“The coding part of Makers is quite hands-off and self-led, but the job part is very hands-on. They hold your hand through the whole process. The companies come in and pitch you. We had 10-15 companies come in and talk to us. They were extremely warm introductions.”
“Now they even guarantee a job at the end of the program. So it’s no-risk. You get all these skills and the promise of a job. It’s a win-win.”
Samuel completed Makers Academy in 2017 and the job guarantee was added since then.
What’s been the biggest surprise in your software career?
“My biggest surprise is probably how unregulated the industry is. There are no specific exams or accreditation to say what level you are. You could go somewhere where the level of the junior at one company is the level of a mid at another and vice versa.”
“That’s been interesting. I came with the assumption that coding removed the need to sell yourself. I thought it was all about the work and it would be self-explanatory. But now I’ve concluded that isn’t the case in any industry. To some degree, you always need to be able to sell yourself and your ability.”
How has learning to code helped your side-projects?
“It’s changed everything for me in terms of building stuff. I’ve had startup ideas for the last seven or eight years. But I’ve never been able to build them myself. So you end up being that creep at networking events trying to get other people to build your idea.”
“I also like to feel self-sufficient. Coding has given me the ability to do that. It’s made everything feasible. I don’t have to spend any money to build stuff. I can build it myself and test out ideas.”
“I was never super ambitious with my coding chops. I didn’t want to be a domain expert. I wanted to be able to build simple versions of my ideas and put them out there and now I can. So I’m in a happy place.”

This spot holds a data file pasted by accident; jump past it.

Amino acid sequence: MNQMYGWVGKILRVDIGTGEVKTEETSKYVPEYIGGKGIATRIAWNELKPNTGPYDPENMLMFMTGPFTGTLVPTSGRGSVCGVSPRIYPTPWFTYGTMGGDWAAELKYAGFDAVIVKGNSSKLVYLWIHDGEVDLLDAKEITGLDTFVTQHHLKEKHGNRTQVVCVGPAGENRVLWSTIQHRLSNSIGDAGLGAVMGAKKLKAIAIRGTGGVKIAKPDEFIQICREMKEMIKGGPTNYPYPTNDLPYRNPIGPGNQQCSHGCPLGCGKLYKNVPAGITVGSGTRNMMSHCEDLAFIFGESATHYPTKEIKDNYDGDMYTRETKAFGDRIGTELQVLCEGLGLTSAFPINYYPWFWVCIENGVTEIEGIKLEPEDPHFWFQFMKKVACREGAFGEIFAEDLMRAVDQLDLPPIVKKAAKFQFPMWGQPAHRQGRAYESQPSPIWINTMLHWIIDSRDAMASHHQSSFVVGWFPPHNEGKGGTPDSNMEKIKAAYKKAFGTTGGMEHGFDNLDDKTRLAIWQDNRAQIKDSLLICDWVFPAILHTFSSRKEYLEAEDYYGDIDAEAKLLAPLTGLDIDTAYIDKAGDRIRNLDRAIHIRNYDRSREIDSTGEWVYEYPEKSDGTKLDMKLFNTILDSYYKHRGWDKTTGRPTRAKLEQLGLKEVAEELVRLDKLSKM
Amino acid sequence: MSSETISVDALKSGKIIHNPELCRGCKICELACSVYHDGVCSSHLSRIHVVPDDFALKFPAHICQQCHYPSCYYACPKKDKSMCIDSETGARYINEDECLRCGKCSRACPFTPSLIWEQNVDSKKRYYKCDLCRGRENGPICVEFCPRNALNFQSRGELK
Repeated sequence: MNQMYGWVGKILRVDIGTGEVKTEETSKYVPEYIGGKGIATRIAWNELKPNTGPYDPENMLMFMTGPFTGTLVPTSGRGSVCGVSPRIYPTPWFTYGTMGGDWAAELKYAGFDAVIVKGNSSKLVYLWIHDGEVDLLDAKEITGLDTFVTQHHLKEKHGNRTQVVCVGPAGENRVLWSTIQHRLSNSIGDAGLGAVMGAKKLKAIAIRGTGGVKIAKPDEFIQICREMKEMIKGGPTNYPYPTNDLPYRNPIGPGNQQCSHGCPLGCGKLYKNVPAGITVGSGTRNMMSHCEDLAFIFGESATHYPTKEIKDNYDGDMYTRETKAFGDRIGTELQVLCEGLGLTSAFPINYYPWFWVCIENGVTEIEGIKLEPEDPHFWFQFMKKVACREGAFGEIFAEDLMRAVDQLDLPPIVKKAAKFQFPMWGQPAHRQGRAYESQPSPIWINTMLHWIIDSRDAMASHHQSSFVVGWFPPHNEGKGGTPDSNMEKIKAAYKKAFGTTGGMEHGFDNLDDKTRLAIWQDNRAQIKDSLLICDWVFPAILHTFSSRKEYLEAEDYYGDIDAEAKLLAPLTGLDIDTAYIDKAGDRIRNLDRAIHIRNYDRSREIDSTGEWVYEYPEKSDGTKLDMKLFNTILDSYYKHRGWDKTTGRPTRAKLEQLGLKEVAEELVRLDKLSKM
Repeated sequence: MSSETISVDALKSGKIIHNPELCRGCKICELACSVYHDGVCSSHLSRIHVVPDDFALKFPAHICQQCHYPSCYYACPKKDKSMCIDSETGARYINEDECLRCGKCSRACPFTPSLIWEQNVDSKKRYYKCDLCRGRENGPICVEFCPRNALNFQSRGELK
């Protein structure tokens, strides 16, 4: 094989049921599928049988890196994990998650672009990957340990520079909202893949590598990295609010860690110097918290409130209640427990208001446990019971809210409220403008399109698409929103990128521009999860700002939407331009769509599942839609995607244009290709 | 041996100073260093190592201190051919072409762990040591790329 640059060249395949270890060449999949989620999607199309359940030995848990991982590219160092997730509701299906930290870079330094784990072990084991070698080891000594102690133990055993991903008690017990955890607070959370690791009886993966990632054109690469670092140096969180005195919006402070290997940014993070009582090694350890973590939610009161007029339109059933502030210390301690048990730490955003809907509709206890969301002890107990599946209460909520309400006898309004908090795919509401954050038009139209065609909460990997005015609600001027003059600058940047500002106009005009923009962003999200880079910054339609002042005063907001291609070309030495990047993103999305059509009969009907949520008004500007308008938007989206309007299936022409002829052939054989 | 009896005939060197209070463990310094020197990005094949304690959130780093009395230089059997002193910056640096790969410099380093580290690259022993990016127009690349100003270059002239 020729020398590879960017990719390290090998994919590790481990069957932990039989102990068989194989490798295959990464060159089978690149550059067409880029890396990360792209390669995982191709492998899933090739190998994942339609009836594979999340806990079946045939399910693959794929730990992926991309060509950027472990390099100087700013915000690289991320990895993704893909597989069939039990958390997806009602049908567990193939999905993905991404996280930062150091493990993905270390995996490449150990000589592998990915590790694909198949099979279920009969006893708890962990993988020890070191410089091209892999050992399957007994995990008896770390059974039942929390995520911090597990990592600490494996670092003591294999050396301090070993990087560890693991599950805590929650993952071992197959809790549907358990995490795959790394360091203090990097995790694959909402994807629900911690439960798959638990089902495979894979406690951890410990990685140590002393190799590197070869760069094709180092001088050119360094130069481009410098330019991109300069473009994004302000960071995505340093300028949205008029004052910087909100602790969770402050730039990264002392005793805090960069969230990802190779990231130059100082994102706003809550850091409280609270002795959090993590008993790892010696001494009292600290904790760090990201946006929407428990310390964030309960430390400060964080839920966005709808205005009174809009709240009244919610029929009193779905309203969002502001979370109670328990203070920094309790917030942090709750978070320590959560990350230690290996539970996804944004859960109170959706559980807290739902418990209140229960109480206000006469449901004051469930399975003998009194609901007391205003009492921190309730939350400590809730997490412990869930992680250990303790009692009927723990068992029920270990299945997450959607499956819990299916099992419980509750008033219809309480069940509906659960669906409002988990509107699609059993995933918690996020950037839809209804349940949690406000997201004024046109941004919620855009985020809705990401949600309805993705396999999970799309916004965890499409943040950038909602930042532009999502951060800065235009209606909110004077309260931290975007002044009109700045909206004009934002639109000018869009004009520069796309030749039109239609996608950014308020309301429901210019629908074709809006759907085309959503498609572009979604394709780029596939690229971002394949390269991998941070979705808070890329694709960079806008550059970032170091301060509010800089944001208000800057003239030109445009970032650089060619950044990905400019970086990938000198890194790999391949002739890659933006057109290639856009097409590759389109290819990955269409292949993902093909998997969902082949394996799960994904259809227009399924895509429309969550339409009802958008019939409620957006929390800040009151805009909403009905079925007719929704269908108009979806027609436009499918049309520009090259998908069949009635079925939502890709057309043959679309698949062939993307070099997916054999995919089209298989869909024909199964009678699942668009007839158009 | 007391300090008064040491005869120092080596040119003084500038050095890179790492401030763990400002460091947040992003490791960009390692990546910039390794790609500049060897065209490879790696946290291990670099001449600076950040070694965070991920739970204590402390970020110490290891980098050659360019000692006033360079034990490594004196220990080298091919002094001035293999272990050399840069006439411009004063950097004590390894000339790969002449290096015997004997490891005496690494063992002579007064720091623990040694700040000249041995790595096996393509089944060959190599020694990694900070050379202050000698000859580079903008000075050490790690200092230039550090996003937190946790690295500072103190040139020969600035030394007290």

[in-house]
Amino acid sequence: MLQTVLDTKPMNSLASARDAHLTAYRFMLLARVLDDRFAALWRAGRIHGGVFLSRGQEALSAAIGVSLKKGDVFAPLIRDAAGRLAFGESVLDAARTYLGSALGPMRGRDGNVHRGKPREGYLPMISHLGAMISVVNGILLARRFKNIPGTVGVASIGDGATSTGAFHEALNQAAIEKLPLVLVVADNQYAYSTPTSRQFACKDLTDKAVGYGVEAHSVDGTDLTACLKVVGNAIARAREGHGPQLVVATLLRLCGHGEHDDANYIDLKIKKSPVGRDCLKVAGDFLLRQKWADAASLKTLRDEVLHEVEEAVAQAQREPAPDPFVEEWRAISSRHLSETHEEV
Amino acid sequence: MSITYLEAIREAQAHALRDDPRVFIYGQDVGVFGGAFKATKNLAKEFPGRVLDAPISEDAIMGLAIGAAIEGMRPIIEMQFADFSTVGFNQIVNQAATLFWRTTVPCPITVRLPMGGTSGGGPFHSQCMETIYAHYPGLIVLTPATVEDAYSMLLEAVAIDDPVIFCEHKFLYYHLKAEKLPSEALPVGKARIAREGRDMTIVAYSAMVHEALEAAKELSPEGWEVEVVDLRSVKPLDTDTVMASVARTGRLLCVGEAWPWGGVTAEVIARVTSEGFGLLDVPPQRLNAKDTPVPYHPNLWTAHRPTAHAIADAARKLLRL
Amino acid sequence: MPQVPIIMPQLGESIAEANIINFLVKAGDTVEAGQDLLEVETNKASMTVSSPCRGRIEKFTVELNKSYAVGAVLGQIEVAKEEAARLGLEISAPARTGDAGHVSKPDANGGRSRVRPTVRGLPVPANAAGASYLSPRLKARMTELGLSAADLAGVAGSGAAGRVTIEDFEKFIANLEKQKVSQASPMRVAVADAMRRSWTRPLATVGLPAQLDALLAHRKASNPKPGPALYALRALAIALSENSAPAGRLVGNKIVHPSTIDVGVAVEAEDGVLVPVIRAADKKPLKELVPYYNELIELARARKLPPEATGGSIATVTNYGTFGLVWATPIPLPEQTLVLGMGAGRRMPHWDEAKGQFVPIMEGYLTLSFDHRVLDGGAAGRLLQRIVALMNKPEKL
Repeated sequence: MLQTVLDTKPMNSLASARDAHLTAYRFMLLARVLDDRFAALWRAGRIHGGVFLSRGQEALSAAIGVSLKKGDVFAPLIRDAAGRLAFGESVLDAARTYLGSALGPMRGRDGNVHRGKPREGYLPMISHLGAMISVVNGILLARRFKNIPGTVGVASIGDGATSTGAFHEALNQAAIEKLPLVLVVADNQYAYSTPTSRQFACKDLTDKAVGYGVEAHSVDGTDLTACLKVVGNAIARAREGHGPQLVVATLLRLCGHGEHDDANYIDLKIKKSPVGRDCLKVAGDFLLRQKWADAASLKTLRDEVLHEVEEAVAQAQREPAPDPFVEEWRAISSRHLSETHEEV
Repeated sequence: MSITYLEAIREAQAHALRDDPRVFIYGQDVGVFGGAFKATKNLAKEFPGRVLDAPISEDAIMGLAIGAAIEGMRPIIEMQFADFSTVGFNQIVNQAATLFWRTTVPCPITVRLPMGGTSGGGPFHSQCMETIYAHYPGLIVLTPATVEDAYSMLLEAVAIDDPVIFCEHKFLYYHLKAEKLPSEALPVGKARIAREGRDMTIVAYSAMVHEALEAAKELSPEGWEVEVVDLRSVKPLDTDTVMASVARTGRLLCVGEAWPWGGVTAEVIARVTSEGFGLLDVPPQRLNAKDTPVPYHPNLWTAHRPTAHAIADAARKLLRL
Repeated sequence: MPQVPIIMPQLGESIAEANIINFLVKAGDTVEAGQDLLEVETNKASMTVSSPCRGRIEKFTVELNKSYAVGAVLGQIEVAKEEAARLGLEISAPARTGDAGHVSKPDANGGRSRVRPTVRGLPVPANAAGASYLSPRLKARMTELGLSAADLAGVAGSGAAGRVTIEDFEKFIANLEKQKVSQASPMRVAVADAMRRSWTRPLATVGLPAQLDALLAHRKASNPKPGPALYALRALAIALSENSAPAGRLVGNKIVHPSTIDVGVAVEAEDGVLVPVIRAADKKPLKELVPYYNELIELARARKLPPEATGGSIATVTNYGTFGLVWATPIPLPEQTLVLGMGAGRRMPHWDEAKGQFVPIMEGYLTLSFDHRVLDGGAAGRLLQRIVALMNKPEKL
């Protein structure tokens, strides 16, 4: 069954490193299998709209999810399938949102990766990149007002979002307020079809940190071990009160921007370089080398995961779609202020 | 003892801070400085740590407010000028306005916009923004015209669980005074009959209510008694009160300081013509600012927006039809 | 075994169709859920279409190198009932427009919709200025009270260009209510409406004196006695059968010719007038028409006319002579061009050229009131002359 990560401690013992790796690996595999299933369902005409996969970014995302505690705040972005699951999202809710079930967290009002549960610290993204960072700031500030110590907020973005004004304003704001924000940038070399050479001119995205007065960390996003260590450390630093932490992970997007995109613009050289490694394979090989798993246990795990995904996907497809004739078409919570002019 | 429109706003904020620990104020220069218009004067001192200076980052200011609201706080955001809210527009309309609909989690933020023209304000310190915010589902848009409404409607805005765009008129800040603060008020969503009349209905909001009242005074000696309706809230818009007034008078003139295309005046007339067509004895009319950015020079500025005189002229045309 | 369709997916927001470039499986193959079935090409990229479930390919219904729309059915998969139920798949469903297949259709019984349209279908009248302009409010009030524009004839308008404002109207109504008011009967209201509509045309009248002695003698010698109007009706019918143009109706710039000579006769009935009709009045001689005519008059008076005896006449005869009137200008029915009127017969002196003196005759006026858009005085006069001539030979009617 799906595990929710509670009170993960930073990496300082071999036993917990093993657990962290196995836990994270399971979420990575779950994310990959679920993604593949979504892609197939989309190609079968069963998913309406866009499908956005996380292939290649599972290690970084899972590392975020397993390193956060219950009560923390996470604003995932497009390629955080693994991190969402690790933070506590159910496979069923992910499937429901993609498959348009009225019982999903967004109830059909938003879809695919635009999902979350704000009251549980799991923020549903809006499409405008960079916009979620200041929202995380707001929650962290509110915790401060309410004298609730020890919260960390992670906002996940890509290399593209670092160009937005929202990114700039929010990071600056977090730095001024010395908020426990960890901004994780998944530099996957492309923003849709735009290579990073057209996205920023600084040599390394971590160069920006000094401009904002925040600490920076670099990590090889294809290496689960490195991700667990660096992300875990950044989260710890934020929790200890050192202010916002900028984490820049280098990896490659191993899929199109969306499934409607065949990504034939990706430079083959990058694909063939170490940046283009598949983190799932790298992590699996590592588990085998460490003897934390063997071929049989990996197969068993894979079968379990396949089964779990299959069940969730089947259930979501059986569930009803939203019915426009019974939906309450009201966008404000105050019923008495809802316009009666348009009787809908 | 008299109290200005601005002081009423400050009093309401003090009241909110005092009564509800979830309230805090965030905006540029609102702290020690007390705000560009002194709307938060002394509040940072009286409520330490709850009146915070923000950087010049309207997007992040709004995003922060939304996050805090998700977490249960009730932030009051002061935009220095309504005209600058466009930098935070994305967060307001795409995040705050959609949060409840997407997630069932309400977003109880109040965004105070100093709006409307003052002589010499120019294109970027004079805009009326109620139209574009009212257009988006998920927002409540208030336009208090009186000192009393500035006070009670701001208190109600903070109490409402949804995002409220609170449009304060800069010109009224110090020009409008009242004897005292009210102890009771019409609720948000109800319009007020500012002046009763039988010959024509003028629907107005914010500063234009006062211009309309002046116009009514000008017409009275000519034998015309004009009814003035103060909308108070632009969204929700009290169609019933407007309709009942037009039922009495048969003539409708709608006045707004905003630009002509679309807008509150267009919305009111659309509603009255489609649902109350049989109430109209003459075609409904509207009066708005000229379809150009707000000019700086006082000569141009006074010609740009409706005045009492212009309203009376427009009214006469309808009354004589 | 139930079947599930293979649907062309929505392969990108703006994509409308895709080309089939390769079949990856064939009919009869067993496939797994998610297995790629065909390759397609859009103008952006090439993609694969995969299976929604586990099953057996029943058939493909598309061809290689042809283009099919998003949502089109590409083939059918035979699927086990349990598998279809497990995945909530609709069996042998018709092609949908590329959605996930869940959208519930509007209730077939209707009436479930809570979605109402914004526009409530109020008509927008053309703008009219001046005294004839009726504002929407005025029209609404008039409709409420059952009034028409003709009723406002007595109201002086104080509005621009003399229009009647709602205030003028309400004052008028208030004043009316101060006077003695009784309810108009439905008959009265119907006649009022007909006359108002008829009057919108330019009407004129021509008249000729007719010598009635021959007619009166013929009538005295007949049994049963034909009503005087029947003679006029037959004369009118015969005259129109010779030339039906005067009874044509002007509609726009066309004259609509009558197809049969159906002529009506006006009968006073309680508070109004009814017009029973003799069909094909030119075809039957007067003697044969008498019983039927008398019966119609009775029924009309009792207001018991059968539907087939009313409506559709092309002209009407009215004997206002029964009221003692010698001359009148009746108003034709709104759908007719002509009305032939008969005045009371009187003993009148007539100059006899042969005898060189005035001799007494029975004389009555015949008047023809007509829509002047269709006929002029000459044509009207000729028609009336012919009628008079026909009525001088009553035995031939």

What’s the difference between being an in-house employee vs a contracting developer?
“The difference isn’t in your role but in expectations. As an employee, you’ve got more room and flexibility to ask questions and get support.”
“As a contractor, you’re a hired gun. They’re paying you a higher rate for a specialism that you’re expected to know inside-out. So you’re expected to get on with it.”
“On the one hand, I like the independence. I’m given the freedom to get on with it and do my work. But I also need to remind myself to collaborate and not become an unsociable developer.”
What are you most optimistic about moving forward in your career?
“With most things I’ve done before, at first there are marginal gains. You can learn and improve. But eventually your learning sort of flattens.”
“In development, it feels like there is an unlimited surface area to learn. I’m curious, so I love that. Every day I can learn something completely new. And it feels like this could last for twenty years. There is a level of mastery that can be achieved. I want to get to a point where I can build anything that I can envision in my mind.”
Samuel has an immense curiosity and desire to learn. His path is a great example of taking opportunities as they come and nudging your career in the direction you want. His movement into software development enables his broader ambitions to create startups, such as his current projects Kudoscope and Vanilla Social. Recently he shared his tips in the post How To Learn to Code. He often shares thoughts and ideas on Twitter.
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Written by Stevan Popovic, creator of Code With Bootcamps, software developer and coding bootcamp alum.